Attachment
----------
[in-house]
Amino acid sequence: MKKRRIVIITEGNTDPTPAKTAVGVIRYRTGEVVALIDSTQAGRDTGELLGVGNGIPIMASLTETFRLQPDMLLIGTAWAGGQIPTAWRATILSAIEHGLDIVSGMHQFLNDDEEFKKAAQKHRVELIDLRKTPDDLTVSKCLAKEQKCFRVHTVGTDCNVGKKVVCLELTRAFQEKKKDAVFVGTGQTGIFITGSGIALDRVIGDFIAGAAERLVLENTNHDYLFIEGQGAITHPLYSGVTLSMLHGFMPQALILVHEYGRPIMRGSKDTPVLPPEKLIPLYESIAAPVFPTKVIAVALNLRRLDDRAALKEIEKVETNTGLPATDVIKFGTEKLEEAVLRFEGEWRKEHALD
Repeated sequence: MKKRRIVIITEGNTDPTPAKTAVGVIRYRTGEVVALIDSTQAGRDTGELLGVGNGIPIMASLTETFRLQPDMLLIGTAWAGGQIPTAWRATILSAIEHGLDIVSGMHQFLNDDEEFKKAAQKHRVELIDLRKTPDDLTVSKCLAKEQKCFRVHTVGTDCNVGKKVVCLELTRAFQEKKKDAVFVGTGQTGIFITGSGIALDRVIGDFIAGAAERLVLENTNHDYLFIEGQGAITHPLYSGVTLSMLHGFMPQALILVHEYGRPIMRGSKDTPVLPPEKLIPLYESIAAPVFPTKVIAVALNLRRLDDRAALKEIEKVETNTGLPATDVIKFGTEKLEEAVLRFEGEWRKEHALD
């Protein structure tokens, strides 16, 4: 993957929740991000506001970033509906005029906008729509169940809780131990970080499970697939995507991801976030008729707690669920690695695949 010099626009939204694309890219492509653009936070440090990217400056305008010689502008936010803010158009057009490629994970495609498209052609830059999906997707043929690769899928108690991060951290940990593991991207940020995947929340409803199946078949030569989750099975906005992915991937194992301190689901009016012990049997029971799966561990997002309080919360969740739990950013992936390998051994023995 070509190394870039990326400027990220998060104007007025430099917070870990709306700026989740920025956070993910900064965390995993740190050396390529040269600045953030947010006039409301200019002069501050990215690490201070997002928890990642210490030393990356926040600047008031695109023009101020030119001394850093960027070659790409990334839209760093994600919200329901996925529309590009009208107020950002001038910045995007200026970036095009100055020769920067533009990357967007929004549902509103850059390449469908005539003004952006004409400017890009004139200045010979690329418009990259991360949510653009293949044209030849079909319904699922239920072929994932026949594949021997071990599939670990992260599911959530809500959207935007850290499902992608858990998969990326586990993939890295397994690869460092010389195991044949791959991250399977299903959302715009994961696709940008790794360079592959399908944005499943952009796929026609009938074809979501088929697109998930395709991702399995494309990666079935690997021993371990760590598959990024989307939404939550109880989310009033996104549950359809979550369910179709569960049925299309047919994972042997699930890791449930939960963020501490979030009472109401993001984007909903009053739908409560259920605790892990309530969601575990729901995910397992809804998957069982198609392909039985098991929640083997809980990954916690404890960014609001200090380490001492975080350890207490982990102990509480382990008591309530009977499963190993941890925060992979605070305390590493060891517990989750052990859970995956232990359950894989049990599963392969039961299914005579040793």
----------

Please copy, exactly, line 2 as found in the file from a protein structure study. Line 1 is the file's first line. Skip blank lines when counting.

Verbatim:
Amino acid sequence: MKKRRIVIITEGNTDPTPAKTAVGVIRYRTGEVVALIDSTQAGRDTGELLGVGNGIPIMASLTETFRLQPDMLLIGTAWAGGQIPTAWRATILSAIEHGLDIVSGMHQFLNDDEEFKKAAQKHRVELIDLRKTPDDLTVSKCLAKEQKCFRVHTVGTDCNVGKKVVCLELTRAFQEKKKDAVFVGTGQTGIFITGSGIALDRVIGDFIAGAAERLVLENTNHDYLFIEGQGAITHPLYSGVTLSMLHGFMPQALILVHEYGRPIMRGSKDTPVLPPEKLIPLYESIAAPVFPTKVIAVALNLRRLDDRAALKEIEKVETNTGLPATDVIKFGTEKLEEAVLRFEGEWRKEHALD